Get saavy and creative with your audiences. – I am always surprised when a client is so focused on their core audience they forget they can add scale by being competitive. If you are Dunkin Doughnuts wouldn’t you love data on Starbucks visitors? Wouldn’t Lowe’s love to know who the contractors are that are shopping their store for one thing and then going to Home Depot immediately after? hat about the bargain hunters that may go to four different grocery stores on Saturday either because of coupons or flyers to get the best deals on specific items? We know they are out there, yet we often miss the forrest for the tress because we get so drilled down on just getting to know our audience. Get creative, know your competitions audience and reach out. Find out who shops where and why. Are they looking at Target ads while in store? Is there beacon data that will show where they go when they shop? There is a lot of data out there with a lot of insight. Settling for someone who is only good in online data, or only good in mobile, or maybe they can even give you a full identity but only if you use them will limit what you can do and how you can deploy your campaign. Look around, sometimes the big providers are the most restrictive.

Don’t be afraid to go niche”. – Sometimes smaller is better both for audience size when it comes to targeting and provider size when it comes to data. Some of the smaller providers may have insight you wouldn’t necessarily think of. This is why it is always good to have a number of options and have the data matched internally and kept in a single repository so all of your silos have access to use the data for their part of a campaign. You can find those Gremlin owners who are rabid about that brand and model of car and spend a ton keeping it up, sometimes just as easily as you can find the late model Ford Explorer drivers who’s leases are about to expire or are tired of recalls.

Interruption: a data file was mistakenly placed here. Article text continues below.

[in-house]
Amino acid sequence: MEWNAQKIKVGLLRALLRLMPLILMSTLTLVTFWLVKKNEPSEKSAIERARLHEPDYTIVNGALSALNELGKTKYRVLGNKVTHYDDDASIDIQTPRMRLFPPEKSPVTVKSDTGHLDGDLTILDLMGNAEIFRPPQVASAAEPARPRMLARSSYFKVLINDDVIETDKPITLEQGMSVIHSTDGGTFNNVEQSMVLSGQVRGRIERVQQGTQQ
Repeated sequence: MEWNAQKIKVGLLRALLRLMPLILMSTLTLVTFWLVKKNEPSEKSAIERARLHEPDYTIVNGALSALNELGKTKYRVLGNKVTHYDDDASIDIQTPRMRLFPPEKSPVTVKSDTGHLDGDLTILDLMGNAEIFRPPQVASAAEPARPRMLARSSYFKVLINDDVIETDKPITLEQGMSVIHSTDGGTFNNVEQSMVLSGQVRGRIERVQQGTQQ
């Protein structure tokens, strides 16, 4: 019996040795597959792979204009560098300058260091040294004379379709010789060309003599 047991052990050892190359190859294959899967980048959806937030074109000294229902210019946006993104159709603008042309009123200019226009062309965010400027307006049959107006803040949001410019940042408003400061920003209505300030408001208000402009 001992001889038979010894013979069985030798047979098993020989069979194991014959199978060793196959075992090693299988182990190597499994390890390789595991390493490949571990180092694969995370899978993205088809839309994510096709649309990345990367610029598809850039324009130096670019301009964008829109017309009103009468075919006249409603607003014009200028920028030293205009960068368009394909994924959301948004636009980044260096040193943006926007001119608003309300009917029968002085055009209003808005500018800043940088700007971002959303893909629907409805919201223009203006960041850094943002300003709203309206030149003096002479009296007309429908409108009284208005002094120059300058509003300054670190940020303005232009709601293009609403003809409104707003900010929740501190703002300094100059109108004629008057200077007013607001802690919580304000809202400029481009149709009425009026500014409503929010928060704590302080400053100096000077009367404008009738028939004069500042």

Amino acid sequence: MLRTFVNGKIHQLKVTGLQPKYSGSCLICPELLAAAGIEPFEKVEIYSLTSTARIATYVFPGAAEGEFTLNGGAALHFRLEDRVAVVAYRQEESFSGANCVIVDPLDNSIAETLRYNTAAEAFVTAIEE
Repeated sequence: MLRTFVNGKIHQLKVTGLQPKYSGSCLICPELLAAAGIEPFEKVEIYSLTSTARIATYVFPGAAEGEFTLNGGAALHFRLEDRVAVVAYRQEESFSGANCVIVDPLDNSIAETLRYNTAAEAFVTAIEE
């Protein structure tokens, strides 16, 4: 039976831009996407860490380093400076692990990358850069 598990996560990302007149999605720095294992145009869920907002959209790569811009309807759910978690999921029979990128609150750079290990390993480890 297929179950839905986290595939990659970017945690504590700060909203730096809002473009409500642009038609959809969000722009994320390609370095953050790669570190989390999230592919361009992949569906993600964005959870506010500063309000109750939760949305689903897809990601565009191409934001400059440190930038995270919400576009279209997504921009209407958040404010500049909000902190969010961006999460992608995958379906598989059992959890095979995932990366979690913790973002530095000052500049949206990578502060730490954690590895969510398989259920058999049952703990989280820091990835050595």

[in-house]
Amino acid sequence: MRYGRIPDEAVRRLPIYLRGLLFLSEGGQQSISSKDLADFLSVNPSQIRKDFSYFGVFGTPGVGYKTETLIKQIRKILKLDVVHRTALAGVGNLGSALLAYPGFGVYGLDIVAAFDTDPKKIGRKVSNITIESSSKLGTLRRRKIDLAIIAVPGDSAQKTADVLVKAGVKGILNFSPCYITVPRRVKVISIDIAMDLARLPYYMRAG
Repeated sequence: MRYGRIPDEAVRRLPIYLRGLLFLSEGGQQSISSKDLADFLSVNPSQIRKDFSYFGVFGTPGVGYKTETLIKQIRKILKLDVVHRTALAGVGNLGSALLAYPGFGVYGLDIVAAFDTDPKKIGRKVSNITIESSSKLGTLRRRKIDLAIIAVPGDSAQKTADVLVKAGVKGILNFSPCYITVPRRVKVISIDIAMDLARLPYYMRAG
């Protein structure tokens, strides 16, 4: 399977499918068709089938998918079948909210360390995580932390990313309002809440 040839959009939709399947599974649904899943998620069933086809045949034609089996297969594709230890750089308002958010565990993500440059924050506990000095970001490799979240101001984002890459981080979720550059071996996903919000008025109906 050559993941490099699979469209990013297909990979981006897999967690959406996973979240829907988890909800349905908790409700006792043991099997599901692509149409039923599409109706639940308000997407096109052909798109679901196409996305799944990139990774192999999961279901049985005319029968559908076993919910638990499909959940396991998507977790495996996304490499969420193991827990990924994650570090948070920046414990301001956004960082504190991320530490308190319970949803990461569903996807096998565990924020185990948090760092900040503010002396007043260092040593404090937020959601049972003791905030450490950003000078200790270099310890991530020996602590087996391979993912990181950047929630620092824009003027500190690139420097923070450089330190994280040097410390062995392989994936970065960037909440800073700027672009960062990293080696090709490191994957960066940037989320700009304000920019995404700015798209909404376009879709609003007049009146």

The bottom line. –1. Know what you want and how you want to use it. 2. make sure you “know they customer” and don’t be afraid to get a second opinion from your data provider. 3. keep your options open. Don’t get locked into using one data provider because of their walled garden. 4. Use multiple sources and keep the data matched back and in a single repository internally (Unless you are locked in with someone who will not let you have the data). 5. Use data to grow AND compete. Look at what the competition is doing and who is visiting them. 5.5 Sometimes a smaller audience means better conversions and engagement. Don’t freak out over a lack of scale. Smaller Audiences sometimes mean higher yield.

Datastreams’ Ingage 360 Allows you to have a complete view of your target consumer with records that are all opted in, and consumers can be targeted offline by postal and telemarketing efforts, online by keyword, interest, and intent. Audiences can be targeted by intent to purchase categories, IP Address (B2B & B2C), and by a device (desktop, tablet, and smartphone). Data can be licensed for append purposes, marketing purposes, and hygiene & verification uses. Datastream will also enhance and enrich a company’s existing records through their Ingage 360 platform.

Datastream has a competitive edge licensing their data because there is a large appetite in the current market for a marriage of digital identities to households. The Consumer Master File is built from active online consumer and business audiences and can be traced back to a postal address. You can also find our data on platforms like LiveRamp datastore, Lotame, and others. For custom requests, or to find out more contact us. We specialize in helping you make sense of your data, engage and convert the right audience.. (bryan@datastreamgroup.com)